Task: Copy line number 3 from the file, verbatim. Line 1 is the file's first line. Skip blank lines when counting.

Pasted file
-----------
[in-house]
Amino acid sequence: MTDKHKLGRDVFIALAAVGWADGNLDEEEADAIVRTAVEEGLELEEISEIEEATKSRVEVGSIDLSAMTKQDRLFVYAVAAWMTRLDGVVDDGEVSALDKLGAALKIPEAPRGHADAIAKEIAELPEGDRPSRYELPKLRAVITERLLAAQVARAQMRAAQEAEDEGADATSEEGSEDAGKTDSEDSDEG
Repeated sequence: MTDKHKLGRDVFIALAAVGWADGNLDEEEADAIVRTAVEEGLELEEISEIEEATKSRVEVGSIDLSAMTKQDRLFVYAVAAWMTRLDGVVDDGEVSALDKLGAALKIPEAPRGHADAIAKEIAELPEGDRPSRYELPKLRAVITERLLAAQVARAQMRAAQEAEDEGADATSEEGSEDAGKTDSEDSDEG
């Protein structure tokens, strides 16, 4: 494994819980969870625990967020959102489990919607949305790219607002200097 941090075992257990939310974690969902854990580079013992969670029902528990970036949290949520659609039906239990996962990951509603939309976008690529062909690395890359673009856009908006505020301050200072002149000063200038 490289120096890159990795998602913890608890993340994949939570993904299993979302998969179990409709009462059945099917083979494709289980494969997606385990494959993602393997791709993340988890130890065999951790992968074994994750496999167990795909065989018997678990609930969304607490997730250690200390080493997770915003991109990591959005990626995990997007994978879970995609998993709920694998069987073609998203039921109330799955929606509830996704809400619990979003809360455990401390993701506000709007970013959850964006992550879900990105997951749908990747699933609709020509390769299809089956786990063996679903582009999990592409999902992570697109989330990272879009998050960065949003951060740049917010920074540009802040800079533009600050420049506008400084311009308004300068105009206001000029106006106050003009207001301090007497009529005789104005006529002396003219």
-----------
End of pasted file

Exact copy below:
Repeated sequence: MTDKHKLGRDVFIALAAVGWADGNLDEEEADAIVRTAVEEGLELEEISEIEEATKSRVEVGSIDLSAMTKQDRLFVYAVAAWMTRLDGVVDDGEVSALDKLGAALKIPEAPRGHADAIAKEIAELPEGDRPSRYELPKLRAVITERLLAAQVARAQMRAAQEAEDEGADATSEEGSEDAGKTDSEDSDEG